Hugo Tagholm is a Chief Executive of the national marine conservation and campaigning charity, Surfers Against Sewage. He’s spent the last 14 years taking action from ‘the beach front to the front benches of Parliament’ and mobilising more than 100,000 people to clean up the UK’s beaches and coastlines.
In our latest podcast episode, Hugo tells host, Laura Nesbitt, what he believes the UK government needs to be doing to meet its legal obligation for action on climate change.
He also spills the tea on what he’ll be talking about at this year’s Blue Earth Summit, plus more about his newest adventure leading Oceana, an organisation dedicated to protecting & restoring the world’s oceans on a global scale.
“I’ve had an incredible time leading Surfers Against Sewage and hopefully led a decade and a half of transformational change. Building the team from three people, soon to be 40 people, from a handful of volunteers to 150,000 volunteers a year and from an organisation that wasn’t influencing policy and legislation change to one that’s won and delivered policy and legislation across a range of issues is a huge achievement.”
Surfers Against Sewage has gone through several iterations. In 1991 when Hugo first became involved, Surfers Against Sewage was a single-issue campaign group set up to challenge water companies, particularly in the south west. In 2008 with his connection to surf and experience in the charity sector as an environmentalist Hugo took over and gave Surfers Against Sewage a new lease of life. A new trajectory was born – to free UK coastlines of plastic and continue to build collective action on a local level so everyday people are empowered to be a part of change.
Surfers Against Sewage has an ambition for the UK to be net zero by 2030. Net zero for those who don’t know is the reduction of carbon missions.
“We need to make sure that this country truly is committed to reducing emissions, not reopening fracking, not exploring the North Sea for oil and gas or doubling down on fossil fuels. We need to be changing the system around us that can truly have the long term gains we need, not looking at this short term reaction to the current energy crisis.”
Blue Earth Summit upholds the ethos that business is the best vehicle for change but Hugo would take that one step further in saying ‘let’s not be complacent and think that businesses that provide everything that we have today can carry on as they are.’ The changes we need to see in business in the next decade are huge and will impact all of our lives. Hugo says ‘we may need to quickly accept that some businesses in the future will just have to end, it’s that simple. There are no acceptable faces to businesses that kill the planet. We need to encourage people to do business better. Ultimately the world will still need to do business, we just have to accept that it won’t be zero impact and we need to create the systems and circularity that can support businesses to be and do good.’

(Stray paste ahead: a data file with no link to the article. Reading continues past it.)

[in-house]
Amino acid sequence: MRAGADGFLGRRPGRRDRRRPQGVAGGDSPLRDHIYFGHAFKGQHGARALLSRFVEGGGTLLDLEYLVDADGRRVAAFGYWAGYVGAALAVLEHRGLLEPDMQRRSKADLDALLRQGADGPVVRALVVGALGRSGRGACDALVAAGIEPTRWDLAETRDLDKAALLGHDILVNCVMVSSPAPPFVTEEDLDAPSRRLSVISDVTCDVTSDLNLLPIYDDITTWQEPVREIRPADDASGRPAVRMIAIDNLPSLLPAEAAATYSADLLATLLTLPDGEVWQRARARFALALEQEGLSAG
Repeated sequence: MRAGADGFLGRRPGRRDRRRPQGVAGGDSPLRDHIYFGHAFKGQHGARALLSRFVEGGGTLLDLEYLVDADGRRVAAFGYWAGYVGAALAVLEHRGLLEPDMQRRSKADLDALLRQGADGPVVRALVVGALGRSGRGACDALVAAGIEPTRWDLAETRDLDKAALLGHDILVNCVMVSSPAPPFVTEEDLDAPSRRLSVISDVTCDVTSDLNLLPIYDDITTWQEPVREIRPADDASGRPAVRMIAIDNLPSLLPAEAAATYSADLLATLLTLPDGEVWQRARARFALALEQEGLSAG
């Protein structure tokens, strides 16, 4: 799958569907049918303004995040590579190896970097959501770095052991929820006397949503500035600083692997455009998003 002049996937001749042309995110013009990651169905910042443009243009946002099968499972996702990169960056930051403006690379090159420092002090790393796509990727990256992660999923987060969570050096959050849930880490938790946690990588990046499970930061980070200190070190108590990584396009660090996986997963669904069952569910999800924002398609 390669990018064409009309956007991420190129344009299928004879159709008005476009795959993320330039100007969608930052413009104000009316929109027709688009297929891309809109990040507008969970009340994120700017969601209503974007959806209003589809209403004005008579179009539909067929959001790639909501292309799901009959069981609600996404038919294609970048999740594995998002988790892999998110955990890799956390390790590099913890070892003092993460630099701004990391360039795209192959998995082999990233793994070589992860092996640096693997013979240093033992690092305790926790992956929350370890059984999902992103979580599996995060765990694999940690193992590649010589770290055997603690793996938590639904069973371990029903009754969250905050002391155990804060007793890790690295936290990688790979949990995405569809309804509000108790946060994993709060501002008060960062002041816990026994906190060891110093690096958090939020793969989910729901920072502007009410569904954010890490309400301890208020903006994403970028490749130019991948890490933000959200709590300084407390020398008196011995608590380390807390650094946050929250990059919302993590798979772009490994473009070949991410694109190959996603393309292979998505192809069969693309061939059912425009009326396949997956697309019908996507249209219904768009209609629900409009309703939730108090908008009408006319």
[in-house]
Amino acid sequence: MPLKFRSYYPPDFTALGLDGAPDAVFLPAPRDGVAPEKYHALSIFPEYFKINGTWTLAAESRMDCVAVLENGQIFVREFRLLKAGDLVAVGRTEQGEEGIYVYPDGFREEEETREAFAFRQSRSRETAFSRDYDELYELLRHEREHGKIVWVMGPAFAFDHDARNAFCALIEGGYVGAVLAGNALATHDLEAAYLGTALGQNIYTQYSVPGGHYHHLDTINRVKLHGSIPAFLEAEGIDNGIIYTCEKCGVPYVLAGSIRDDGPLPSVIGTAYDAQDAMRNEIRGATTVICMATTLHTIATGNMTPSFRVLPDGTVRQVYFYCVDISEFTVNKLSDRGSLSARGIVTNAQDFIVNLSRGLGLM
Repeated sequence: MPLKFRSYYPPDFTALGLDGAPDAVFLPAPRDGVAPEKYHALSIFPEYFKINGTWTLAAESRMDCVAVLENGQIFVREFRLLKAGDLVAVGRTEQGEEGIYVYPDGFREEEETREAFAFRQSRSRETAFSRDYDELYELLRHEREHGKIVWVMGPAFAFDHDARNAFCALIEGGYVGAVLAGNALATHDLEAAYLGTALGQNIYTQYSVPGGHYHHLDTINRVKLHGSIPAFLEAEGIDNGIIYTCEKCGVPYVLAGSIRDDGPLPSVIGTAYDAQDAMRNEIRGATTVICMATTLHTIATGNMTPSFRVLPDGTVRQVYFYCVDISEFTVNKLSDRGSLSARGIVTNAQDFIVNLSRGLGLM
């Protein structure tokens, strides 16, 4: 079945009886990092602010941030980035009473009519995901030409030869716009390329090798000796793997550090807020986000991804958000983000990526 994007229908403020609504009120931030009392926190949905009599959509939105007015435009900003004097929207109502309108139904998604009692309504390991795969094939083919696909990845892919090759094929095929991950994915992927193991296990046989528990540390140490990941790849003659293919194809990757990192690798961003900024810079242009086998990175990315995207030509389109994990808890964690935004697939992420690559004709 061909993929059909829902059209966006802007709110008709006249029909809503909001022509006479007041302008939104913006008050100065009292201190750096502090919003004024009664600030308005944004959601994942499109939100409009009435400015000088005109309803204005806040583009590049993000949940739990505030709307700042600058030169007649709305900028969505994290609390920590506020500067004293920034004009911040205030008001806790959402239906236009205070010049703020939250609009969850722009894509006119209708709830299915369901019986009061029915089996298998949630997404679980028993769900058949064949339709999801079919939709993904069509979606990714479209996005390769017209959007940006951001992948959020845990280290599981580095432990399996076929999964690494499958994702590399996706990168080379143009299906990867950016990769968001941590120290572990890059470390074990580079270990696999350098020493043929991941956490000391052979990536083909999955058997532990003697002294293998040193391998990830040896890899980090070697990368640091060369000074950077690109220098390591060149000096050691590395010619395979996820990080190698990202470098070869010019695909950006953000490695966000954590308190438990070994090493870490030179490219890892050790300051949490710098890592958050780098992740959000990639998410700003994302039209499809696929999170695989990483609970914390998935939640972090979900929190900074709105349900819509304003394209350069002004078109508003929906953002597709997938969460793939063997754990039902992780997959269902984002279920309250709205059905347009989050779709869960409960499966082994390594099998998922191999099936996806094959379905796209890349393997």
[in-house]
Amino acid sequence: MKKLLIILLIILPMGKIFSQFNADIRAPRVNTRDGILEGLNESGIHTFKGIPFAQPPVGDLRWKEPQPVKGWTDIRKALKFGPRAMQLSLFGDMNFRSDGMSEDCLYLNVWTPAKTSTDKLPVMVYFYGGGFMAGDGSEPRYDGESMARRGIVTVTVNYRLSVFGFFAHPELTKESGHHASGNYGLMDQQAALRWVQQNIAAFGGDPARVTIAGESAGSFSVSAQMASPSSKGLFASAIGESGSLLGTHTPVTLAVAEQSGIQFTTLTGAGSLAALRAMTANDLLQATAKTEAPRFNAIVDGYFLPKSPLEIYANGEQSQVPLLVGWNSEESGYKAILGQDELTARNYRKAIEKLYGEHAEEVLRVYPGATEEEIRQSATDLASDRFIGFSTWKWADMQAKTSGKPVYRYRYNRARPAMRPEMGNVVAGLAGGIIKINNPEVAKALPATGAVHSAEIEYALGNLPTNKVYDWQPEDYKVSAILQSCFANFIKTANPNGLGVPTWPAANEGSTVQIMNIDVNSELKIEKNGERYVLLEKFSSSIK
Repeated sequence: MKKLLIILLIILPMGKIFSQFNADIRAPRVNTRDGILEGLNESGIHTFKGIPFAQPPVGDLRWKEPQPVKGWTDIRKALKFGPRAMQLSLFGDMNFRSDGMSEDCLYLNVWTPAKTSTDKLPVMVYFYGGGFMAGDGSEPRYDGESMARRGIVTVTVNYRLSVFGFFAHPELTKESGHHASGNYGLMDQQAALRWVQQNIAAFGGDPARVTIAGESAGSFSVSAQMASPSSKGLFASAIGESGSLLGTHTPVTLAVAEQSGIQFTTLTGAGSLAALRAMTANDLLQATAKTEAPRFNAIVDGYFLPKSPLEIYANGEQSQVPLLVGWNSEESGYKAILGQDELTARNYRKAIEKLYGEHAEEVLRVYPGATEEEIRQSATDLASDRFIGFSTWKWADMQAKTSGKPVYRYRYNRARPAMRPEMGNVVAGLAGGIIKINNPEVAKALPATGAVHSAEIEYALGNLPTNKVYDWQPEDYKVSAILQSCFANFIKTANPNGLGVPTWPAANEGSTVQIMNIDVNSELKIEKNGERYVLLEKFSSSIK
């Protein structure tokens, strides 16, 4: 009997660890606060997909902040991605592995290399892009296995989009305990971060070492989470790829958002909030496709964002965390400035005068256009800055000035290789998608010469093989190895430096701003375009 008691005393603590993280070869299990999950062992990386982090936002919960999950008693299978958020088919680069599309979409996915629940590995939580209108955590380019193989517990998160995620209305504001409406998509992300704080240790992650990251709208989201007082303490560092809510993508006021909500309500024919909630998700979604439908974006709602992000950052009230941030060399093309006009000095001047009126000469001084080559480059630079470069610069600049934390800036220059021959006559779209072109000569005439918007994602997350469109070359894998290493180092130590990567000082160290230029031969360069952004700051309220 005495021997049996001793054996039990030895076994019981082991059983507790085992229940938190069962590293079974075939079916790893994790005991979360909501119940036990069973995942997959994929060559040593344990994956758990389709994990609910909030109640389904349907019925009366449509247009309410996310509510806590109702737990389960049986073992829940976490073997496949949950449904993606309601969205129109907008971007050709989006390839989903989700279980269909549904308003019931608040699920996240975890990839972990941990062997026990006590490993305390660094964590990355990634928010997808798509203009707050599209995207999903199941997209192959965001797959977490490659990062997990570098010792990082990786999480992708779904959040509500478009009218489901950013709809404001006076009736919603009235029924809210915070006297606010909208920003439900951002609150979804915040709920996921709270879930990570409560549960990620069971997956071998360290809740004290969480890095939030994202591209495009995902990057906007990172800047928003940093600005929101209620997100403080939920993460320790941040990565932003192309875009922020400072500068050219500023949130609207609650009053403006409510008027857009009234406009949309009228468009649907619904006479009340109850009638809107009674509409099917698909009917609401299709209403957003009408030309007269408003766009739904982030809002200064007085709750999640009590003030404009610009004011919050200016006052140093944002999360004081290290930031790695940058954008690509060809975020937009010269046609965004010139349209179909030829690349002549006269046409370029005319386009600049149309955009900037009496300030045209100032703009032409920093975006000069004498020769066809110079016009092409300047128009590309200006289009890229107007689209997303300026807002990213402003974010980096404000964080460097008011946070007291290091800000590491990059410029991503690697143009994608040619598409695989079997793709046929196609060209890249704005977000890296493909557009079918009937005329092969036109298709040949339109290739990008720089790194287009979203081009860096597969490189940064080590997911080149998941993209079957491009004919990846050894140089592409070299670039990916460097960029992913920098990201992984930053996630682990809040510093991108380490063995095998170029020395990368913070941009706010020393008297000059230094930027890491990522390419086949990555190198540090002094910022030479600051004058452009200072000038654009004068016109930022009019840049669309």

“It’s exciting to see business recognising the triple bottom line and having a stronger focus on people.”
Hugo makes a strategic move to work with global organisation Oceana in November and continue to lead change on a global level restoring our oceans. Oceana is a policy and legislation focused organisation working with distinct teams of experts to change policy and legislation around the world. Surfers Against Sewage a predominantly grassroots organisation with a volunteer system consisting of scientists, activists and communication specialists whose voices on the ground are amplified by the work carried out by them and the charity. Both organisations have different resources, contacts and networks which combine to make what Hugo likes to call ‘the tool kit’ to save our oceans.
“The sewage industry made about 72 billion pounds in dividends since privatisation and only invested in the region of 5 billion in sewage infrastructure. They claim they don’t have the money to fix it, but they do.“
Surfers Against Sewage has been working hard for a decade to make sure the water industry is held accountable for all the pollution it’s causing. Water companies have been polluting our waters since the early 90’s, but with no data available, they were not held accountable. Surfers Against Sewage campaigned to get access to data and as a result water companies now have to report on their sewage spills. The UK continues to suffer with the effects of underinvested sewage infrastructure. In the last 10-15 years only 14% of our waterways meet good ecological status. There are lots of different angles you can take it from, but the one angle we need to remind yourselves of are the numbers we can take from the privatisation of water companies.
Hugo’s advice to the next generation is to not fall foul of becoming part of the establishments branding texture. In order to preserve their future, young people need to realise that their voices count and they should be calling for change now. Being told that when they are leaders in the future is the only time they can influence change then is the biggest cop out.
“Young people should not have to prop up the current business model that ruins their future.”
Catch Hugo talking about A Decade of Ocean Activism: The Big COP-out on the Forum Stage and Love / Hate: How do we Fix our Affair with Water? in the Exhibition Hall on Day 1 of the Blue Earth Summit in October. Hugo is also rumoured to be on Finisterre’s Panel Sea7 Discussion on the Camp Fire Stage on Day 1, but you’ll have to book a ticket now to secure your place. Don’t forget to join the conversation on LinkedIn